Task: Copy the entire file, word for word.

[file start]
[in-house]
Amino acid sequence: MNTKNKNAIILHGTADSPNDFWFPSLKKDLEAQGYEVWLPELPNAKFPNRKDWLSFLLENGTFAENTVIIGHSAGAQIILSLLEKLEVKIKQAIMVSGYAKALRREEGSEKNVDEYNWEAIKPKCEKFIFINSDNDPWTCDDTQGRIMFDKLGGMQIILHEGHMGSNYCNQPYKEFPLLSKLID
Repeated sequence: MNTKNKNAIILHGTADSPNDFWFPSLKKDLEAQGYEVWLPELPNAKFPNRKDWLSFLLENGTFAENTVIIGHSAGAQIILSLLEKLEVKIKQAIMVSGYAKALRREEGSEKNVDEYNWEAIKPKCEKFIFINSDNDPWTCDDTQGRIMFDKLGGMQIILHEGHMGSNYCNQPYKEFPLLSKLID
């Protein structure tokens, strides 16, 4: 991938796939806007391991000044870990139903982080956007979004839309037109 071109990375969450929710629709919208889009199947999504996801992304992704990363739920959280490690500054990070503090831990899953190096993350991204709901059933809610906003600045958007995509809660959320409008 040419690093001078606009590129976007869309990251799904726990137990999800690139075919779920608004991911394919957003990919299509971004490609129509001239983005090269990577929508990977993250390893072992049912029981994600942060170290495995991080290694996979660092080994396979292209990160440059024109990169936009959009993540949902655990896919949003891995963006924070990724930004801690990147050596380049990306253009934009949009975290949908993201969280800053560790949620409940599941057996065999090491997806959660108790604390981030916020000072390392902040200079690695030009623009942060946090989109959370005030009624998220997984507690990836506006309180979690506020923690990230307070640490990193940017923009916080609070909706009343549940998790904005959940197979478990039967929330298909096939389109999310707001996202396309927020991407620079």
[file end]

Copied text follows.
[in-house]
Amino acid sequence: MNTKNKNAIILHGTADSPNDFWFPSLKKDLEAQGYEVWLPELPNAKFPNRKDWLSFLLENGTFAENTVIIGHSAGAQIILSLLEKLEVKIKQAIMVSGYAKALRREEGSEKNVDEYNWEAIKPKCEKFIFINSDNDPWTCDDTQGRIMFDKLGGMQIILHEGHMGSNYCNQPYKEFPLLSKLID
Repeated sequence: MNTKNKNAIILHGTADSPNDFWFPSLKKDLEAQGYEVWLPELPNAKFPNRKDWLSFLLENGTFAENTVIIGHSAGAQIILSLLEKLEVKIKQAIMVSGYAKALRREEGSEKNVDEYNWEAIKPKCEKFIFINSDNDPWTCDDTQGRIMFDKLGGMQIILHEGHMGSNYCNQPYKEFPLLSKLID
């Protein structure tokens, strides 16, 4: 991938796939806007391991000044870990139903982080956007979004839309037109 071109990375969450929710629709919208889009199947999504996801992304992704990363739920959280490690500054990070503090831990899953190096993350991204709901059933809610906003600045958007995509809660959320409008 040419690093001078606009590129976007869309990251799904726990137990999800690139075919779920608004991911394919957003990919299509971004490609129509001239983005090269990577929508990977993250390893072992049912029981994600942060170290495995991080290694996979660092080994396979292209990160440059024109990169936009959009993540949902655990896919949003891995963006924070990724930004801690990147050596380049990306253009934009949009975290949908993201969280800053560790949620409940599941057996065999090491997806959660108790604390981030916020000072390392902040200079690695030009623009942060946090989109959370005030009624998220997984507690990836506006309180979690506020923690990230307070640490990193940017923009916080609070909706009343549940998790904005959940197979478990039967929330298909096939389109999310707001996202396309927020991407620079």